1010 - Nationals at Dodgers
1011 - Nationals at Dodgers
1013 - Dodgers at Nationals

American League Championship Series
1014 - G1
1015 - G2
1017 - G3
1018 - G4
1019 - G5
1021 - G6
1022 - G7

National League Championship Series
1015 - G1
1016 - G2
1018 - G3
1019 - G4
1020 - G5
1022 - G6
1023 - G7

World Series
1025 - NL at AL
1026 - NL at AL
1028 - AL at NL
1029 - AL at NL
1030 - AL at NL
1101 - NL at AL
1102 - NL at AL

G162: Blue Jays 2, Red Sox 1

Blue Jays - 000 010 010 - 2  9  0
Red Sox   - 000 000 100 - 1  4  1
The Red Sox were no-hit by Aaron Sanchez for 6.2 innings until Hanley Ramirez homered down the left field line. The Blue Jays challenged the initial call of "home run", but the umpires upheld it after a review.

After the Jays went ahead against Brad Ziegler, the Red Sox had two innings in which to come back. Chris Young singled to start the eighth, but Andrew Benintendi was called out on strikes (as Young stole second). Dustin Pedroia grounded to third and Brock Holt struck out swinging.

In the bottom of the ninth, Mookie Betts grounded to short and David Ortiz tapped out catcher-to-first. Hanley Ramirez walked and Xander Bogaerts singled to center to create some excitement. But Jackie Bradley grounded out to third.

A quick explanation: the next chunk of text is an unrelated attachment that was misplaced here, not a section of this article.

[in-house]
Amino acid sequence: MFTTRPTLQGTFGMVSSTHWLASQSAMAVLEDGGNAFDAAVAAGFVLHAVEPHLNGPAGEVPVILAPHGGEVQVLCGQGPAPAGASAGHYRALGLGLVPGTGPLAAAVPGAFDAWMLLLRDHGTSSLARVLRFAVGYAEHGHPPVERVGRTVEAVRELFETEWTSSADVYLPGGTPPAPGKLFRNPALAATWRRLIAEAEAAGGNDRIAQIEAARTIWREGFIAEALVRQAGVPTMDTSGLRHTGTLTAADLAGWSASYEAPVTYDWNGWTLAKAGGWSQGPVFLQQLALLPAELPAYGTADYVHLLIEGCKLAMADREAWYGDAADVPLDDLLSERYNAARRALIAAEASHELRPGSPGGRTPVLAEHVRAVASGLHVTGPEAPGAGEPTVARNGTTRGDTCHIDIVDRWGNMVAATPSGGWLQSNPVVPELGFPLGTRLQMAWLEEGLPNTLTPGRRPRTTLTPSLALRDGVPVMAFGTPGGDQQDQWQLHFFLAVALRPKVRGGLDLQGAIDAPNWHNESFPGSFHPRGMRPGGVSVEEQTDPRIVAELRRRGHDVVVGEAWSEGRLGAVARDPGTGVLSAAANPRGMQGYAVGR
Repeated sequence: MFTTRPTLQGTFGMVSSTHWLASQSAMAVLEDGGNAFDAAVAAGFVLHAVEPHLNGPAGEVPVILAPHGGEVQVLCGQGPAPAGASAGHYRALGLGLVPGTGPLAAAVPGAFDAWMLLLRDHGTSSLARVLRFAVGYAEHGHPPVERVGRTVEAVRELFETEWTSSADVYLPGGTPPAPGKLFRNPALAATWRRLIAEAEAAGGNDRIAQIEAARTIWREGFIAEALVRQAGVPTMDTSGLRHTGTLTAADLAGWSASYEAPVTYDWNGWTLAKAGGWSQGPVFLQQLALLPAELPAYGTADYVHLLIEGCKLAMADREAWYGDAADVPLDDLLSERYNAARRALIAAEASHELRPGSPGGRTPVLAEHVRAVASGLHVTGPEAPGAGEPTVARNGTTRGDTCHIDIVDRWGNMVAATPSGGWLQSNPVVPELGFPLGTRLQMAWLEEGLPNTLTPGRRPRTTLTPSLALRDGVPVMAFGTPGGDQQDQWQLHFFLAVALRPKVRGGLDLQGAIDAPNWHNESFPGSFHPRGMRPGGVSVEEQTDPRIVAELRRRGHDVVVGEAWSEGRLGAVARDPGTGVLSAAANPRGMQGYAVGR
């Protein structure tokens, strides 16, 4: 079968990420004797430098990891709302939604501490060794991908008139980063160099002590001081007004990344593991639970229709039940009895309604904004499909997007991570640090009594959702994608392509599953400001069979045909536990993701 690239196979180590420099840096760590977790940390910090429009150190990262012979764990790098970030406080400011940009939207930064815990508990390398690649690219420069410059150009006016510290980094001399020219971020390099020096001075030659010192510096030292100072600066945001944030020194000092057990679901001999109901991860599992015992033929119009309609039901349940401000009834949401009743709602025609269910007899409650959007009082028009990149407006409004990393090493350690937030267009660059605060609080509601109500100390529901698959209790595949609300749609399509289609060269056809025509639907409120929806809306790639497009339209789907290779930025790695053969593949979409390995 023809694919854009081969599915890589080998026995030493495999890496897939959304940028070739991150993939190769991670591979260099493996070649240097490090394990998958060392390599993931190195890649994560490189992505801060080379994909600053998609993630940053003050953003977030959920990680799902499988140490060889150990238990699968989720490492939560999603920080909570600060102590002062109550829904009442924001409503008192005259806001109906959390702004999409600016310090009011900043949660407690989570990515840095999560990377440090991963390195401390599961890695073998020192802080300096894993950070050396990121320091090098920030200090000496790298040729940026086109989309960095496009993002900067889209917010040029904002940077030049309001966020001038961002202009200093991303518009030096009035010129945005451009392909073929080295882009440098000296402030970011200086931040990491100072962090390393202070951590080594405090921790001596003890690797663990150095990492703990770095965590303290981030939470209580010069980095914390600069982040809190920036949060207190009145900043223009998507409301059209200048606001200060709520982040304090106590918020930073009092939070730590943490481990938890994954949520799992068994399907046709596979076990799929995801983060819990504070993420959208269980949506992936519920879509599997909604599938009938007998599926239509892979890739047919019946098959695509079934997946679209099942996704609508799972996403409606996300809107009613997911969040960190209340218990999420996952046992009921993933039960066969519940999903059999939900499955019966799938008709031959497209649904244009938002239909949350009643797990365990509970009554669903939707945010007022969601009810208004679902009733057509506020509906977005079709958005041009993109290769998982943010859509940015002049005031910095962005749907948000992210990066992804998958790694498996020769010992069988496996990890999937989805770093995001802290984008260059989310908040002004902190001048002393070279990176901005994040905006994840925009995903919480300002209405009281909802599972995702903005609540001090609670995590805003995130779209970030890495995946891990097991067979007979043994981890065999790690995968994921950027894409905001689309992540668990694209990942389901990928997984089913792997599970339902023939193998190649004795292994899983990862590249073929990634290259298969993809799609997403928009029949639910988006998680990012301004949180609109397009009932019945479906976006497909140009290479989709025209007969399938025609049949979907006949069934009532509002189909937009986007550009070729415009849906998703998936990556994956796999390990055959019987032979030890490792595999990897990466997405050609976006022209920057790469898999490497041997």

In the final regular season game of his career, Ortiz - who had one of his best seasons at the plate - went 0-for-4, with two strikeouts.

The Red Sox finished the regular season at 93-69. Cleveland (94-67) has a make-up game scheduled for tomorrow against the Tigers. But since Cleveland has secured home field advantage for the ALDS, that game may not be played.

Aaron Sanchez / David Price
Pedroia, 2B
Holt, 3B
Betts, RF
Ortiz, DH
Ramirez, 1B
Bogaerts, SS
Bradley, CF
Leon, C
Benintendi, LF
If the Red Sox beat the Blue Jays, they will force the Indians to win both their Sunday tilt with Kansas City and a make-up game in Detroit in order to have the ALDS start at Progressive Field.

If the Red Sox lose Sunday, and the Indians beat KC, the series will start in Cleveland.

If the Red Sox lose against the Blue Jays, and Cleveland loses Sunday, the Indians would play Detroit Monday. Terry Francona's team would then decide its own fate because of the tie-breaker.
Leo Ortiz, the Large Father's father, talking about staying in Boston for the festivities for his son:
I'm going to be here until the World Series because we're going to win that, too.

Red Sox Will Retire Ortiz's #34 Next Season

The Red Sox announced during Sunday's celebration of David Ortiz's career that the team will retire Big Papi's #34 in 2017.

Other announcements: The bridge over the Mass Pike on Brookline Avenue is now the "Big Papi Bridge" and the street that intersects with the T station near Fenway Park will be renamed "David Ortiz Drive".

Vin Scully's Last Game